Amid the improvement of the Belarusian-European relationship, Belarus’s engagement with developing nations was stagnating, whereas its relations with its key partner – the Russian Federation – moved into a crisis phase and were revised in many essential areas (military, oil and gas, trade, culture, and political interaction).

Negative trends that became visible in 2014–2015 grew stronger in the national economy. The recession (which persisted) and deterioration of the financial position of companies were further aggravated by the reduction in Russian crude oil deliveries by more than 20% due to political and economic discrepancies between Minsk and Moscow (it became an important reason behind the drop in Belarus’s GDP). Experts also point to the conspicuous reduction in social standards, worsening of the status of households, and growth of social tensions.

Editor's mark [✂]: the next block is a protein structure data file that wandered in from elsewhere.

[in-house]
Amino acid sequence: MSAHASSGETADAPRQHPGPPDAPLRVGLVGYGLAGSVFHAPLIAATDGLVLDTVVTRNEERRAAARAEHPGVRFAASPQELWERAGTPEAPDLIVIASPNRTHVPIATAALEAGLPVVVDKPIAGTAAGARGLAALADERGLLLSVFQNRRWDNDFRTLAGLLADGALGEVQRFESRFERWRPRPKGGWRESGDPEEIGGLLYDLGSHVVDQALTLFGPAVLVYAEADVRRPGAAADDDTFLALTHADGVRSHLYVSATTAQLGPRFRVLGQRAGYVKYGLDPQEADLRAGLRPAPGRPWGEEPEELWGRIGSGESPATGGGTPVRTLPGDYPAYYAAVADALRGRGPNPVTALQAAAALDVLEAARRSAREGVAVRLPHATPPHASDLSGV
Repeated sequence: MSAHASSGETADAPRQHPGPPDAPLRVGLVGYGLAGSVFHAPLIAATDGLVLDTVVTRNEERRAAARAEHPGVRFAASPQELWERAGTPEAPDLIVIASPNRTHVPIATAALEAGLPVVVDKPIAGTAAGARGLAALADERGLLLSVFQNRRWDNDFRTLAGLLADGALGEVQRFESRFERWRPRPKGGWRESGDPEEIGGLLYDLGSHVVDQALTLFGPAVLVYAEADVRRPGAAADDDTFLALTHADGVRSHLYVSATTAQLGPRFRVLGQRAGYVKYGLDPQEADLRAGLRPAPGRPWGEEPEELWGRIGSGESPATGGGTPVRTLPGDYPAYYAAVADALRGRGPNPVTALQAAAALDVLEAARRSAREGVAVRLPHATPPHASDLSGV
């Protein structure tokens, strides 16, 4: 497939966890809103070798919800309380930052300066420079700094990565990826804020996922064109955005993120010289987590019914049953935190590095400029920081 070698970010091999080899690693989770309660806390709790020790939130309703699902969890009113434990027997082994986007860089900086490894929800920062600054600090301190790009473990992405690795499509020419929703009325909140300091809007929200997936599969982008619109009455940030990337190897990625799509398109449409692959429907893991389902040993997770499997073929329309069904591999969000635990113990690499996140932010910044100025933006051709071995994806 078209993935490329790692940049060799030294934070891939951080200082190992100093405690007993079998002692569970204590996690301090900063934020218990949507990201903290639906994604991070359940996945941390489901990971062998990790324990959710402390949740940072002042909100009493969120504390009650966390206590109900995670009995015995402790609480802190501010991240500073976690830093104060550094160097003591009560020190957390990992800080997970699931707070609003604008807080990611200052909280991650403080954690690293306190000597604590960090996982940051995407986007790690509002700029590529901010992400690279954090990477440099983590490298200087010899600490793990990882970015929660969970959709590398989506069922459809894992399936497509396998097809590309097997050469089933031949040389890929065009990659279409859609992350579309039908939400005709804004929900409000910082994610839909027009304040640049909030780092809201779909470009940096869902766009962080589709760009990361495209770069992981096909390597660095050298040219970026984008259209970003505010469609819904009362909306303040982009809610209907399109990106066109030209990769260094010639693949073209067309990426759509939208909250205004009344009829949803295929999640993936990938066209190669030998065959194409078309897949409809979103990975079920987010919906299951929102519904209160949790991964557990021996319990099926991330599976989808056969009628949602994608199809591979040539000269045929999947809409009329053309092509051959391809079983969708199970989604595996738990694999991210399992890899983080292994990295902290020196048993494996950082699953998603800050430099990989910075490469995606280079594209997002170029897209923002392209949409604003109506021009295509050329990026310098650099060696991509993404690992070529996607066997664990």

These trends, along with some others, have been reflected in public opinion. Economic health remained unstable, the stance on the authorities became more critical, and the wish for change seemed more explicit.

Because there will be no automatic exit from the recession, in 2017, experts forecast that it will continue and, possibly, grow even deeper. The existing economic conditions are serious preconditions for implementing institutional reforms; however, forecasts are very cautious about these reforms, since the government’s medium-term planning still rests on its faith in the improvement of the regional economic situation and taking out new loans.